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The crash of the local advertising market due to the lockdown drove many private radio stations to the brink. Not just in Germany, but everywhere in Europe. Because advertising is and remains the only source of income of private radio publishers.
Local advertising sales fell during the pandemic year 2020 in Germany alone by up to 60 percent. That radio stations ultimately didn't close down at this time is owed, in addition to government assistance, to the fact that at least part of the advertising inventory, specifically the available advertising slots, continued to be booked and sold through large national audio marketers. In the national advertising sector, sales losses were also much less serious during the crisis year 2020 at "only" around seven percent.
Yet this form of national "basic income", if I can even call it that, also has its price. Deals with larger media agencies, conditions for major customers and commissions are known comparatively to cut the net income publishers get.
Radio publishers, however, have the chance of expanding the stated "national basic income" to local/regional sources of income. They can, for example, offer their local and regional advertising inventory directly and just as successfully electronically to the audio market. And still continue with their classic, established business model at the same time.
As I see it, it would be almost reckless to rely solely on the "usual" avenues that have been taken the past twenty to twenty-five years as we look to the future.
Whether with or without Covid-19, whether in times that are economically stable or a crisis: What is there to keep advertisers from presenting local and regional advertising inventory on the large digital "stage"? Why isn't it standard procedure to offer, market and sell free local advertising space electronically and entirely automatic? So that a young fashion label from Berlin, for example, can find the right advertising slot directly, instantly and simply at a local Munich station to advertise their new shop in town.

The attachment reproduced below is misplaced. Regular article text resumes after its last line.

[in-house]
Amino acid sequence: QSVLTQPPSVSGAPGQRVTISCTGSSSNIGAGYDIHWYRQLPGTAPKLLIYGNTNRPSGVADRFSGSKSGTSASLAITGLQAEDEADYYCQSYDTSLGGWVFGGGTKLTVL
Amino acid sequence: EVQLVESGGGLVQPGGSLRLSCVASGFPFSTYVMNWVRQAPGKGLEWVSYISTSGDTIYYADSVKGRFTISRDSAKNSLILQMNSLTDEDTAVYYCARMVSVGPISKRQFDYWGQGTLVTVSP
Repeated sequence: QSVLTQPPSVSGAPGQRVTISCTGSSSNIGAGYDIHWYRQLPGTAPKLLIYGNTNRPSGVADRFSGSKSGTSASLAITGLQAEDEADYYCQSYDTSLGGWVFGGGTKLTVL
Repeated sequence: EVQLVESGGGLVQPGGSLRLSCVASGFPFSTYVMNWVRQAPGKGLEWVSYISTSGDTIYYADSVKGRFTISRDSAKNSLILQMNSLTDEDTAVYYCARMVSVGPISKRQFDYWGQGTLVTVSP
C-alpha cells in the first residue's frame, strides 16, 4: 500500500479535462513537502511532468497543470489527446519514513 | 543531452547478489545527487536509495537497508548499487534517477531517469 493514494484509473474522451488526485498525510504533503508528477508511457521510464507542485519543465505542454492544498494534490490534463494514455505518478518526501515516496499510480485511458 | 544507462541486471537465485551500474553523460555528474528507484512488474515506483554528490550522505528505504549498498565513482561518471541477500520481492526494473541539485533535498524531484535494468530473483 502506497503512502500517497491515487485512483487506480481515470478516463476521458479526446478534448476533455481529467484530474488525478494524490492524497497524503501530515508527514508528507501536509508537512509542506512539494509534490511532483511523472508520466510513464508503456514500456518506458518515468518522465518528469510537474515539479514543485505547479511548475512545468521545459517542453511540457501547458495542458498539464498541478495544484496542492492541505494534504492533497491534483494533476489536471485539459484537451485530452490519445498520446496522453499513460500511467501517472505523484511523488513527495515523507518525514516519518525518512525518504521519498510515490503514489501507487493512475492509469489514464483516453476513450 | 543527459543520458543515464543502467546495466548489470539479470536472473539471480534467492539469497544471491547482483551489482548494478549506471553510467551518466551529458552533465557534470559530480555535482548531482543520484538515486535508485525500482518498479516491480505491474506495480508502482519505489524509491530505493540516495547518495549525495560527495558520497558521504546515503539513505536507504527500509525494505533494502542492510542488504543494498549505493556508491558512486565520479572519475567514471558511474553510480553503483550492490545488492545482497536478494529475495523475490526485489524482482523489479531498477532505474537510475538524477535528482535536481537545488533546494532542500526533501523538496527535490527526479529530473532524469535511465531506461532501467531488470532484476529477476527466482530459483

"We don't have the know-how or the resources for that!" many radio publishers will now say. I would say they don't need them. Because everything can be done electronically, of course – i.e., entirely automatic and within seconds. Including, if all parties are willing, negotiating the price between buyers and sellers.
This is not something that can be done by phone or email. The negotiations are based on algorithms that coordinate supply and demand in real time and calculate the appropriate prices.
The "digital world" has been showing us how it's done for quite some time. They have automated the processes and made sure that demand and supply meet electronically, in real time. One could now say it works digitally because in the digital world the ratio 1:1 is (1 supplier – 1 user), while in linear radio the ratio is 1 to multiple listeners. I would maintain that it also works for radio, even if the approach is somewhat different. The corresponding technology, specifically, the required software solutions are already available today for the audio segment.
Therefore, it is not a pipe dream but, in my opinion, long overdue that radio and audio advertising should be able to be booked electronically on online platforms, so-called digital marketplaces. Theoretically even worldwide.
This produces cloud-based electronic audio networks which can be linked via interface to digital platforms like the DSPs (classic for the digital advertising business).
There is still so much untapped advertising potential in radio. With its broad coverage and documented presence and impact in the region, it can be wonderfully used to complement digital campaigns and make them even more effective.
Thus, it should no longer be optional, but virtually a must that radio advertising slots be able to be booked and traded electronically! And as quickly as possible so that "digital natives" among the advertising experts do not lose sight of the 100-year-old traditional medium that is radio. And so that radio publishers are given a second strong and lucrative advertising leg to stand on.
With this in mind, until next time!
Yours, Nico Aprile
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